cvs commit: src/sys/dev/sound/pci/hda hdac.c
dillon at apollo.backplane.com
Tue Jun 26 10:54:16 PDT 2007
:When would this happen? Do you think of this:
:1. callout starts running, clears CALLOUT_PENDING
: 2. other cpu runs callout_stop(), tests for CALLOUT_PENDING
: 3. callout_stop() is happy, returns
:4. callout runs callout_reset, enables callouts again
:so my question here is: why don't we check for CALLOUT_ACTIVE in the first place? If the callout is not ACTIVE, there is no way that it can fire.
:Your change looks good, but what's this CALLOUT_ACTIVE business anyways? I'd use it to signal "callout running right now". Or is it just something like !callout_stopped()?
CALLOUT_PENDING is a badly named flag is what it is. It means the
callout is on the timeout tailq. This is used internally by
CALLOUT_ACTIVE is used by users of the callout API. This flag is
set by callout_reset() and cleared by callout_stop() but otherwise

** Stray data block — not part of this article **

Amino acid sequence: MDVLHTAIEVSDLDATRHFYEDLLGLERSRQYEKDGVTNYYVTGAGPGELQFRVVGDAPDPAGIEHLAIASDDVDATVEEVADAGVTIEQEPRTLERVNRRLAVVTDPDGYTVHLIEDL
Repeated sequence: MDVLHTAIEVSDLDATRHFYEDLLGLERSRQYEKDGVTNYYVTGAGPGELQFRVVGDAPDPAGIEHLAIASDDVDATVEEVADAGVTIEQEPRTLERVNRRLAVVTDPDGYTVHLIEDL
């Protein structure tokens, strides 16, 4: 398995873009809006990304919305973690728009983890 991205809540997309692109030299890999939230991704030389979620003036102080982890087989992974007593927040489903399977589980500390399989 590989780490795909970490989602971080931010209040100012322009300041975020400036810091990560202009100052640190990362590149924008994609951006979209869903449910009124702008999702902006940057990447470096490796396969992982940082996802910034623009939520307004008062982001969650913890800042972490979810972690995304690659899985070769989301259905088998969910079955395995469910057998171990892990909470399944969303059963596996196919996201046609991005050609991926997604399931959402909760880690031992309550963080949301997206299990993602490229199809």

not messed with by the callout code. Execution and dequeueing of a
callout does not clear the flag.
Users can clear the flag without dequeueing the callout by calling
callout_deactivate(). This does not prevent the callout from running,
but those same users can also test the flag with callout_active().
This is basically done as a performance enhancer to deactivate a
callout without actually dequeueing it, and then test whether it has
been deactivated if/when the callout callback is made. This enhances
performance in those cases where a callout might be about to be
requeued anyway. TCP uses this a lot.
<dillon at backplane.com>
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